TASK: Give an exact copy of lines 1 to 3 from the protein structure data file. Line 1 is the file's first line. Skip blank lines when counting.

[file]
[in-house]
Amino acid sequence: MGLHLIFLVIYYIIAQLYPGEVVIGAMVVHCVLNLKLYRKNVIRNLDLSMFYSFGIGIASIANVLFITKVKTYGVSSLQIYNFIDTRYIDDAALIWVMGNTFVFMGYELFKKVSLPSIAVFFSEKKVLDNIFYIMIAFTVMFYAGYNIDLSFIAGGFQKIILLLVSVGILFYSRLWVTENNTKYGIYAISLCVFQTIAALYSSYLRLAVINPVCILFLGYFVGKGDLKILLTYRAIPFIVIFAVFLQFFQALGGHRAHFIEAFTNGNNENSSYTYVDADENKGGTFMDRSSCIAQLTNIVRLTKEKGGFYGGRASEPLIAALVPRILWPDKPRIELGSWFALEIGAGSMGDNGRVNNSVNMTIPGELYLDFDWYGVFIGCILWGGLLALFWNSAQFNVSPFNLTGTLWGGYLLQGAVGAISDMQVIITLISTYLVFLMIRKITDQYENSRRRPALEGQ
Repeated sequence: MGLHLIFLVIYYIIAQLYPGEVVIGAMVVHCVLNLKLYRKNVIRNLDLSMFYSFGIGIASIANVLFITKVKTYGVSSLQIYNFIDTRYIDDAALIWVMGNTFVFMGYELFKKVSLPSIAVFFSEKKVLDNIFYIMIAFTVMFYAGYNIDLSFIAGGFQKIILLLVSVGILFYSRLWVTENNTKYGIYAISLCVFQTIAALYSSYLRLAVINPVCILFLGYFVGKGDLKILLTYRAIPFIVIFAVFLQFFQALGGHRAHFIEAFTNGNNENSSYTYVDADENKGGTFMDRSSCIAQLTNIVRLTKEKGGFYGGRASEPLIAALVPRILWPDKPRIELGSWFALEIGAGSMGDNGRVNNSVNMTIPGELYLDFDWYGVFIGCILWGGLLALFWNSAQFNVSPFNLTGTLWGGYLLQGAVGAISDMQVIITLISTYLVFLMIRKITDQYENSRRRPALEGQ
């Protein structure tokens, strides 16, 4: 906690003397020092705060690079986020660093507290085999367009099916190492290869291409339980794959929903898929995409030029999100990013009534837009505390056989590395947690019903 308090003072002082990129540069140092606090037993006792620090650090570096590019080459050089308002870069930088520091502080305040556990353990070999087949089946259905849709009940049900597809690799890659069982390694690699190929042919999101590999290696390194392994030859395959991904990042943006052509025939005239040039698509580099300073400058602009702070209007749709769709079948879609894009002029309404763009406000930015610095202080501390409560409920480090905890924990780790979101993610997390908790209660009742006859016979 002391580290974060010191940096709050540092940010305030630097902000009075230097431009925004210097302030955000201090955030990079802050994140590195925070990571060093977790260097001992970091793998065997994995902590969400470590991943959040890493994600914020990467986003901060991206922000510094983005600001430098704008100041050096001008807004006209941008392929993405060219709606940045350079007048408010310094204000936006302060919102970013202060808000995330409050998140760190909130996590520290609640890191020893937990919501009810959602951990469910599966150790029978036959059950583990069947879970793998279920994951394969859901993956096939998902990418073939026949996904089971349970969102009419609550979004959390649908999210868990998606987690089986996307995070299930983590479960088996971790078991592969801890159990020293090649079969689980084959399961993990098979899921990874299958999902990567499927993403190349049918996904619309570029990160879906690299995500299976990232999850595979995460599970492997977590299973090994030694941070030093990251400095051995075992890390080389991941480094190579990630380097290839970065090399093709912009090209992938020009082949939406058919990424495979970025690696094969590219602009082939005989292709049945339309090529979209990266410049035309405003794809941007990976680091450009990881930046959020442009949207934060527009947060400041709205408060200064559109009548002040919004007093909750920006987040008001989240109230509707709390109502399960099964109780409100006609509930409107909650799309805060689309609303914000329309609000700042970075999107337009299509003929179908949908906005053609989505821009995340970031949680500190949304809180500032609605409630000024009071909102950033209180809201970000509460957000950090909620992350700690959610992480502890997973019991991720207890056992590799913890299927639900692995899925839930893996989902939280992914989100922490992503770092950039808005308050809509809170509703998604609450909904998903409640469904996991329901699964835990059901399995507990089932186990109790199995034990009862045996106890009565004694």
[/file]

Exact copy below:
[in-house]
Amino acid sequence: MGLHLIFLVIYYIIAQLYPGEVVIGAMVVHCVLNLKLYRKNVIRNLDLSMFYSFGIGIASIANVLFITKVKTYGVSSLQIYNFIDTRYIDDAALIWVMGNTFVFMGYELFKKVSLPSIAVFFSEKKVLDNIFYIMIAFTVMFYAGYNIDLSFIAGGFQKIILLLVSVGILFYSRLWVTENNTKYGIYAISLCVFQTIAALYSSYLRLAVINPVCILFLGYFVGKGDLKILLTYRAIPFIVIFAVFLQFFQALGGHRAHFIEAFTNGNNENSSYTYVDADENKGGTFMDRSSCIAQLTNIVRLTKEKGGFYGGRASEPLIAALVPRILWPDKPRIELGSWFALEIGAGSMGDNGRVNNSVNMTIPGELYLDFDWYGVFIGCILWGGLLALFWNSAQFNVSPFNLTGTLWGGYLLQGAVGAISDMQVIITLISTYLVFLMIRKITDQYENSRRRPALEGQ
Repeated sequence: MGLHLIFLVIYYIIAQLYPGEVVIGAMVVHCVLNLKLYRKNVIRNLDLSMFYSFGIGIASIANVLFITKVKTYGVSSLQIYNFIDTRYIDDAALIWVMGNTFVFMGYELFKKVSLPSIAVFFSEKKVLDNIFYIMIAFTVMFYAGYNIDLSFIAGGFQKIILLLVSVGILFYSRLWVTENNTKYGIYAISLCVFQTIAALYSSYLRLAVINPVCILFLGYFVGKGDLKILLTYRAIPFIVIFAVFLQFFQALGGHRAHFIEAFTNGNNENSSYTYVDADENKGGTFMDRSSCIAQLTNIVRLTKEKGGFYGGRASEPLIAALVPRILWPDKPRIELGSWFALEIGAGSMGDNGRVNNSVNMTIPGELYLDFDWYGVFIGCILWGGLLALFWNSAQFNVSPFNLTGTLWGGYLLQGAVGAISDMQVIITLISTYLVFLMIRKITDQYENSRRRPALEGQ